MPN Spotlight: Nick Napolitano
As MPN Peoria continues to raise awareness of MPNs, we hope to create a community of support and understanding. We thank our friend, MPN patient and advocate, Nick, for sharing his story about what it has been like living with an MPN.
1. What form of MPN do you have, and how old were you when you were diagnosed?
I was diagnosed with Jak2 positive Polycythemia Vera at the age of 37 (about 4 years ago). I pulled three sets of blood work from about 10 years prior to my diagnosis, and it showed my RBC and platelets were very high, so I would imagine I had it a lot earlier. I also recall having very similar symptoms in High School, but as with a lot of MPN patients ignored them.
2. Did you have any symptoms that led to your diagnosis?
Yes, severe itching and fatigue. Initially I went in for a routine physical, and the bloodwork showed elevated RBC and platelets. I was told I had two options, to monitor for a year or see a hematologist/oncologist. After some prodding from my wife Kara, I opted to see a hematologist/oncologist.
3. How has living with an MPN affected your quality of life?
Yes, there have been times that the symptoms have caused me to miss vacations, family celebrations, and I have also had to miss coaching my son's baseball team.
4. What are the biggest challenges you face living with an MPN?
The biggest challenge is the randomness and unknowns of when and where the symptoms will be active and for how long. Also, the wide range of symptoms I deal with from fatigue, itching, bone pain to gout. That is very frustrating.
5. How is your MPN managed? Any medications or specific therapies?
Currently, I am being treated with phlebotomy only and aspirin; however, my doctor and I have discussed moving to Ropeg-interferon once that is approved by the FDA.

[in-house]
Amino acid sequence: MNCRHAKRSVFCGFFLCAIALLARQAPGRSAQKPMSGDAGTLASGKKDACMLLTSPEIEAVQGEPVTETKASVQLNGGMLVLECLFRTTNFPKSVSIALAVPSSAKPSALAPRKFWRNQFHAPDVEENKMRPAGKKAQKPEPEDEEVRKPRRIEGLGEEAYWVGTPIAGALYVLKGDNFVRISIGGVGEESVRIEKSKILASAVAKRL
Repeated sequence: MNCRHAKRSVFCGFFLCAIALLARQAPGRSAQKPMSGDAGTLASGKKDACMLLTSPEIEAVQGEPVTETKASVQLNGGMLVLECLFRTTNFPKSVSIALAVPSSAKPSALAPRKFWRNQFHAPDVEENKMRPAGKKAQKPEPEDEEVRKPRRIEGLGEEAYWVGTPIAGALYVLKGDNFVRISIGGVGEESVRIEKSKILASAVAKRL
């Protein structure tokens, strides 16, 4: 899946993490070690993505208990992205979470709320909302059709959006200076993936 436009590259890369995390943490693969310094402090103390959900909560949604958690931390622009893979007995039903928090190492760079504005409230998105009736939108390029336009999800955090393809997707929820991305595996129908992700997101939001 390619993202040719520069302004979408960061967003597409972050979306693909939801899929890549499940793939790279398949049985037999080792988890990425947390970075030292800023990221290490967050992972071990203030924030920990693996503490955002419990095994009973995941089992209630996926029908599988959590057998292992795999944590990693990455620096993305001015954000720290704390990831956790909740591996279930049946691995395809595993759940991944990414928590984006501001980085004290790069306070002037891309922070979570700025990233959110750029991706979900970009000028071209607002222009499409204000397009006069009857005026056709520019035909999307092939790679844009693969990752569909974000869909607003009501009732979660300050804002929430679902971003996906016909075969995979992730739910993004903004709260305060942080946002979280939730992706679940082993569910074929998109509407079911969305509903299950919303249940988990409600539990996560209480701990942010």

6. What would you like people to know about MPNs?
We deal with a range of symptoms directly related to the cancer and "silent" symptoms like mental health that I am not sure are being heard. I have dealt with depression personally and still do as I think about a shortened life expectancy and the like. I have heard the same from many patients. I know there are resources out there for this, but not so much for MPNs. We need to bring mental health to the forefront in MPNs. There are many symptoms for an MPN patient that a doctor tries to manage, and mental health should be at the top of that list.
7. Why is continued research into MPNs so critical?
Through my personal diagnosis and experience, I've come to understand firsthand how vital help is for the cancer community as a whole, but MPNs in particular. Continued research is essential to help understand the unmet needs of the blood cancer community so the research is as targeted as it can be to ultimately find a cure.
-Nick, MPN Patient
Our primary goal at MPN Peoria is to be able to financially support research for new treatments and ultimately for a cure for these rare blood cancers called MPNs, all the while supporting and empowering those afflicted by the disease. We thank YOU for your continued support and for all your prayers.
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